Guest Stories

Why Are We Setting Intentions Anyway? Connecting Your Goals to Your Truth

Wellness expert and coach Amina Altai helps her clients build healthy professional and personal lives. Among other things, Amina is a former Getaway guest and featured on our upcoming season of The Getaway Podcast. She shared with us her thoughts on intention setting and being your best professional self in this new year.

I’m a healthy business advisor and I help people feel really great in their work, whether it’s in the context of an organization or in their own business.  After being on the front lines of entrepreneurships for the better part of a decade, what I learned was that healthy people and healthy businesses are intrinsically tied.  In my coaching practice, I look at experiences holistically through a mind, body and business approach to growth. We evaluate clients’ relationship to themselves, food, work, movement, relationships—all of it.  Because it all impacts how we show up for our work and our purpose.

So when the new year rolls around and all my clients pile into sessions fretting about their new year’s resolutions and with a litany of work goals, diets and workouts to labor away at, I ask one question.  Why? What’s the point here?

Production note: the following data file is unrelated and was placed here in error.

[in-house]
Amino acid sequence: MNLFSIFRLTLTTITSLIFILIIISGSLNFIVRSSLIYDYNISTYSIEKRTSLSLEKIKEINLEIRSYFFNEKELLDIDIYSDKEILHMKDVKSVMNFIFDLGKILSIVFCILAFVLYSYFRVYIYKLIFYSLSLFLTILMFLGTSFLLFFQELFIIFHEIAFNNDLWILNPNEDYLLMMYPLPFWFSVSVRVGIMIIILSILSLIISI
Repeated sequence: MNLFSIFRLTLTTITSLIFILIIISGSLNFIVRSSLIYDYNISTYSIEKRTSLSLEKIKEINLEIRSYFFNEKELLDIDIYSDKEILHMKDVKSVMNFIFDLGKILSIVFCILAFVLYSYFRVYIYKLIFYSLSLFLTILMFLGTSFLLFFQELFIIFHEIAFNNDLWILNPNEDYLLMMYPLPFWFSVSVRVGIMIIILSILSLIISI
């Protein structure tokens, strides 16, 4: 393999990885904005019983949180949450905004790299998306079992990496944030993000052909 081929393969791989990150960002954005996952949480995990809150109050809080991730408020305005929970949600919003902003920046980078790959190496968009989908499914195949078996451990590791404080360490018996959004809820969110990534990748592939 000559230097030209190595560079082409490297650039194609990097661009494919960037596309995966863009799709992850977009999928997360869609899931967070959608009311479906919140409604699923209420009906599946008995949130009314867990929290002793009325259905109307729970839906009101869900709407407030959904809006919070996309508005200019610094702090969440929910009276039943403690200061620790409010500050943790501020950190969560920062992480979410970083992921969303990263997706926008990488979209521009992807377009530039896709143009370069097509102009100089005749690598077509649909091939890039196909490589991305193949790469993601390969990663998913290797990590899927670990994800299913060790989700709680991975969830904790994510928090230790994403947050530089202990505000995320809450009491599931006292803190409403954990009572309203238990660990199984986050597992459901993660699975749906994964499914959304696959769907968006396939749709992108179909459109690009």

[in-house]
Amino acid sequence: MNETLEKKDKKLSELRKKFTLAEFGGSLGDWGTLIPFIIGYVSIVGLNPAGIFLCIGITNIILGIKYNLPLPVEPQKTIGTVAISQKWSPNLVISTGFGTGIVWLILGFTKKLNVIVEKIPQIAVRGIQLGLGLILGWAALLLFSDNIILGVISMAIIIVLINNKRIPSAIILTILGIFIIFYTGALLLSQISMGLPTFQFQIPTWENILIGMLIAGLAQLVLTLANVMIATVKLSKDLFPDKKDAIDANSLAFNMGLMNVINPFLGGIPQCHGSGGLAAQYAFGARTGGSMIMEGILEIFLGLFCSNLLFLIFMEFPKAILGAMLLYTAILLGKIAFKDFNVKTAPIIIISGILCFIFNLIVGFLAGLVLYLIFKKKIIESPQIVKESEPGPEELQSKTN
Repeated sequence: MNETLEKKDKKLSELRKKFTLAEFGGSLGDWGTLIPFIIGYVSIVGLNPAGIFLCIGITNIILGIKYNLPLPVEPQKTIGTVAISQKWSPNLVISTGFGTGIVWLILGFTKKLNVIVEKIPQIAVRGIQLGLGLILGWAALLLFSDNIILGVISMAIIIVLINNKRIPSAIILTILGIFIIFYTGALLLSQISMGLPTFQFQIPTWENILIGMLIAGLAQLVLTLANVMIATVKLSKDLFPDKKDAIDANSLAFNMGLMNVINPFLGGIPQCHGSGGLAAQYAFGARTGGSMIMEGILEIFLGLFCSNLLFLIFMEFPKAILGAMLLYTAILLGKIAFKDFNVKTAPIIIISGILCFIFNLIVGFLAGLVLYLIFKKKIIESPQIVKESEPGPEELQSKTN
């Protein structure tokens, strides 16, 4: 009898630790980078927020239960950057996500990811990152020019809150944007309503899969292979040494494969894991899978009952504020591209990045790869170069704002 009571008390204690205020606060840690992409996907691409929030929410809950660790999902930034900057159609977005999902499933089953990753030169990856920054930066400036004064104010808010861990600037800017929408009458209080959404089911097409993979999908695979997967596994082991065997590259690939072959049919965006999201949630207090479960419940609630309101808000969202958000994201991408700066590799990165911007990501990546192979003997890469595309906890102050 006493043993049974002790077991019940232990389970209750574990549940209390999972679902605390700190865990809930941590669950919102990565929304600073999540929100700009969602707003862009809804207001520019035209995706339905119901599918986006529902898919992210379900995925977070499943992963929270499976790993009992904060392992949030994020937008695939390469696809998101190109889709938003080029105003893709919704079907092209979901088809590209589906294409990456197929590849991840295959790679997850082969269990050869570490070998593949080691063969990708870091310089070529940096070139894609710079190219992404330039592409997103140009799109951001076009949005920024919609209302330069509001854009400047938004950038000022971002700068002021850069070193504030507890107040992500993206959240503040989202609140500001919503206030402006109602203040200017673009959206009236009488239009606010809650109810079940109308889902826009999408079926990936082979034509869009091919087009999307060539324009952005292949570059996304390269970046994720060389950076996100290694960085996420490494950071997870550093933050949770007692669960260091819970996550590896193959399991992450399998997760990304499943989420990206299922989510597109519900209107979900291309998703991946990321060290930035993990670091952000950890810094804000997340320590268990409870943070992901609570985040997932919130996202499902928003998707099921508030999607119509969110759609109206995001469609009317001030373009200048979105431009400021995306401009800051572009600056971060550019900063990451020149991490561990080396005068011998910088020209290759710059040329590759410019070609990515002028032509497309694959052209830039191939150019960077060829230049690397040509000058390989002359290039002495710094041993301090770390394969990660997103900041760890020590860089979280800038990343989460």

Now, don’t get me wrong.  I’m not saying that goals and intentions are a bad thing at all.  I commend the drive to grow and clearly, I value human transformation. After all, I’m a coach whose life’s work is to inspire people to be their best in work and in life. I fully believe that when we relinquish what weighs us down and fill our lives up in the right ways, we are freed to do what we’re meant to do in this world. Self-help equals world help in my opinion.

If self-help is defined as “the use of one’s own efforts and resources to achieve things without relying on others” or as a “self-guided improvement”—I’ve noticed there is a propensity to totally abandon the “self” in this equation. As New Year’s rolls around I see self-help bingeing—pre-ordering every book before it even hits the market, signing up for every boutique fitness workout ClassPass will allow, and binning everything that isn’t Whole30 approved.  Resolutions and goal setting can become a drug that eats away at the real you.